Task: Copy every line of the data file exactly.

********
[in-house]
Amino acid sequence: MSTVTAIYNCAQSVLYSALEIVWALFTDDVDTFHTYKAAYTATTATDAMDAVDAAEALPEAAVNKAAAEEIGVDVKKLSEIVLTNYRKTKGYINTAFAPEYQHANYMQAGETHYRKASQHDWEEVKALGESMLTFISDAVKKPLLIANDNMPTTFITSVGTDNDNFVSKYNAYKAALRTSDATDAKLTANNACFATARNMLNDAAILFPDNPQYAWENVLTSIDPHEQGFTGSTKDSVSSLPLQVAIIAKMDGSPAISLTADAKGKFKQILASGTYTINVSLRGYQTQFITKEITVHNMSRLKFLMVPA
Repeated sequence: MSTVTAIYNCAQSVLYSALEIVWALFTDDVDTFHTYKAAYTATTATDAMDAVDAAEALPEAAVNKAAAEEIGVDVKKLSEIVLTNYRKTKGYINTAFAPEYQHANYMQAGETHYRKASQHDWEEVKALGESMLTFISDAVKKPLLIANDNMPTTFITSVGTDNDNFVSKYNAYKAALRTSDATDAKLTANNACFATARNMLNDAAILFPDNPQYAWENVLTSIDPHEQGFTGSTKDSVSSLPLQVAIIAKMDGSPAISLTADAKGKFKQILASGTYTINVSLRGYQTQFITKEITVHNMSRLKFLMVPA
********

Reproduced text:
[in-house]
Amino acid sequence: MSTVTAIYNCAQSVLYSALEIVWALFTDDVDTFHTYKAAYTATTATDAMDAVDAAEALPEAAVNKAAAEEIGVDVKKLSEIVLTNYRKTKGYINTAFAPEYQHANYMQAGETHYRKASQHDWEEVKALGESMLTFISDAVKKPLLIANDNMPTTFITSVGTDNDNFVSKYNAYKAALRTSDATDAKLTANNACFATARNMLNDAAILFPDNPQYAWENVLTSIDPHEQGFTGSTKDSVSSLPLQVAIIAKMDGSPAISLTADAKGKFKQILASGTYTINVSLRGYQTQFITKEITVHNMSRLKFLMVPA
Repeated sequence: MSTVTAIYNCAQSVLYSALEIVWALFTDDVDTFHTYKAAYTATTATDAMDAVDAAEALPEAAVNKAAAEEIGVDVKKLSEIVLTNYRKTKGYINTAFAPEYQHANYMQAGETHYRKASQHDWEEVKALGESMLTFISDAVKKPLLIANDNMPTTFITSVGTDNDNFVSKYNAYKAALRTSDATDAKLTANNACFATARNMLNDAAILFPDNPQYAWENVLTSIDPHEQGFTGSTKDSVSSLPLQVAIIAKMDGSPAISLTADAKGKFKQILASGTYTINVSLRGYQTQFITKEITVHNMSRLKFLMVPA